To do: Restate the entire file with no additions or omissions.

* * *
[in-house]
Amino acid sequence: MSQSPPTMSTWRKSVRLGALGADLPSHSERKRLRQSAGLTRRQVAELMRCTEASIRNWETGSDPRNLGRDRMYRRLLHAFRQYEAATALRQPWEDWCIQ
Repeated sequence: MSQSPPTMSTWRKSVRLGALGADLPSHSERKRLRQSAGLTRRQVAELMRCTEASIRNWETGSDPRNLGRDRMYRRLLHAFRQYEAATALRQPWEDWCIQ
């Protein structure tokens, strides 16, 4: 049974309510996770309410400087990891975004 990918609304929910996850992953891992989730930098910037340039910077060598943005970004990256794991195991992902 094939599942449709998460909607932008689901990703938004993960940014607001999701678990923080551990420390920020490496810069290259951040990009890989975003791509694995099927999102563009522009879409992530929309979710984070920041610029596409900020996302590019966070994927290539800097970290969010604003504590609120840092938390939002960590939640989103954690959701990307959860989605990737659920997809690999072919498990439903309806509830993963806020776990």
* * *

[in-house]
Amino acid sequence: MSQSPPTMSTWRKSVRLGALGADLPSHSERKRLRQSAGLTRRQVAELMRCTEASIRNWETGSDPRNLGRDRMYRRLLHAFRQYEAATALRQPWEDWCIQ
Repeated sequence: MSQSPPTMSTWRKSVRLGALGADLPSHSERKRLRQSAGLTRRQVAELMRCTEASIRNWETGSDPRNLGRDRMYRRLLHAFRQYEAATALRQPWEDWCIQ
């Protein structure tokens, strides 16, 4: 049974309510996770309410400087990891975004 990918609304929910996850992953891992989730930098910037340039910077060598943005970004990256794991195991992902 094939599942449709998460909607932008689901990703938004993960940014607001999701678990923080551990420390920020490496810069290259951040990009890989975003791509694995099927999102563009522009879409992530929309979710984070920041610029596409900020996302590019966070994927290539800097970290969010604003504590609120840092938390939002960590939640989103954690959701990307959860989605990737659920997809690999072919498990439903309806509830993963806020776990």